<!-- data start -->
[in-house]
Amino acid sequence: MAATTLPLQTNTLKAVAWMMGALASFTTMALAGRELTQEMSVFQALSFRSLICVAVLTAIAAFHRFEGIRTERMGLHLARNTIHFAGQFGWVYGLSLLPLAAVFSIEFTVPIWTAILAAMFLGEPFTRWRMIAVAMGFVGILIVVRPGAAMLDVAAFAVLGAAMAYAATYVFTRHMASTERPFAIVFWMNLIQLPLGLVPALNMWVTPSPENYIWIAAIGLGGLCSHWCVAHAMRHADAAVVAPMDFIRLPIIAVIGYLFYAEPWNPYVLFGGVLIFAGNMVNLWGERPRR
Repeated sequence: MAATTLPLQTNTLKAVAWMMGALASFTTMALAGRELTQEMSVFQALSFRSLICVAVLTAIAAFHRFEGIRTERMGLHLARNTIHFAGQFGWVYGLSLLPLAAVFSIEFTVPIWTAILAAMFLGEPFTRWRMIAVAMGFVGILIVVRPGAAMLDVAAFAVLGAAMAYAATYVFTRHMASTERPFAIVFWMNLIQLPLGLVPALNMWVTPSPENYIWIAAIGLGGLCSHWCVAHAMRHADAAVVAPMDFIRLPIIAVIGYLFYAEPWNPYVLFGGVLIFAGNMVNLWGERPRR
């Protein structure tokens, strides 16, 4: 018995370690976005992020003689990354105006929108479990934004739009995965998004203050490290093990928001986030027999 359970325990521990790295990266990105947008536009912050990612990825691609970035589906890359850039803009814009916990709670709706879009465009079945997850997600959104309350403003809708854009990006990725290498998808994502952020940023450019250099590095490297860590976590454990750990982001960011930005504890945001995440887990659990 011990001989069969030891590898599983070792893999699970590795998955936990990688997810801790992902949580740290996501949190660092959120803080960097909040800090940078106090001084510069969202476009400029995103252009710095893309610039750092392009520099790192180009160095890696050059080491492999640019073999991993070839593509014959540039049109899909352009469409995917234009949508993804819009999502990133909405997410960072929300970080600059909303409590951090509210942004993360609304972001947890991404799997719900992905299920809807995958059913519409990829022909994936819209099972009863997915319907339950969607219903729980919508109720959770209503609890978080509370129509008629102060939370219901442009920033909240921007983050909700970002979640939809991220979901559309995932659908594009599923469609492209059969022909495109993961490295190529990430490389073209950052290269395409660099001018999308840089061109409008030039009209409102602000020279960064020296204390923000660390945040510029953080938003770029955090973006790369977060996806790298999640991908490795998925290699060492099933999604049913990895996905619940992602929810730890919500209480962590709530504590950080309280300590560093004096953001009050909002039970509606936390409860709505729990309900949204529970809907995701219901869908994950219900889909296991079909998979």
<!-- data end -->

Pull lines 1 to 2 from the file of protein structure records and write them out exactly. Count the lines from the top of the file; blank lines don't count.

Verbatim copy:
[in-house]
Amino acid sequence: MAATTLPLQTNTLKAVAWMMGALASFTTMALAGRELTQEMSVFQALSFRSLICVAVLTAIAAFHRFEGIRTERMGLHLARNTIHFAGQFGWVYGLSLLPLAAVFSIEFTVPIWTAILAAMFLGEPFTRWRMIAVAMGFVGILIVVRPGAAMLDVAAFAVLGAAMAYAATYVFTRHMASTERPFAIVFWMNLIQLPLGLVPALNMWVTPSPENYIWIAAIGLGGLCSHWCVAHAMRHADAAVVAPMDFIRLPIIAVIGYLFYAEPWNPYVLFGGVLIFAGNMVNLWGERPRR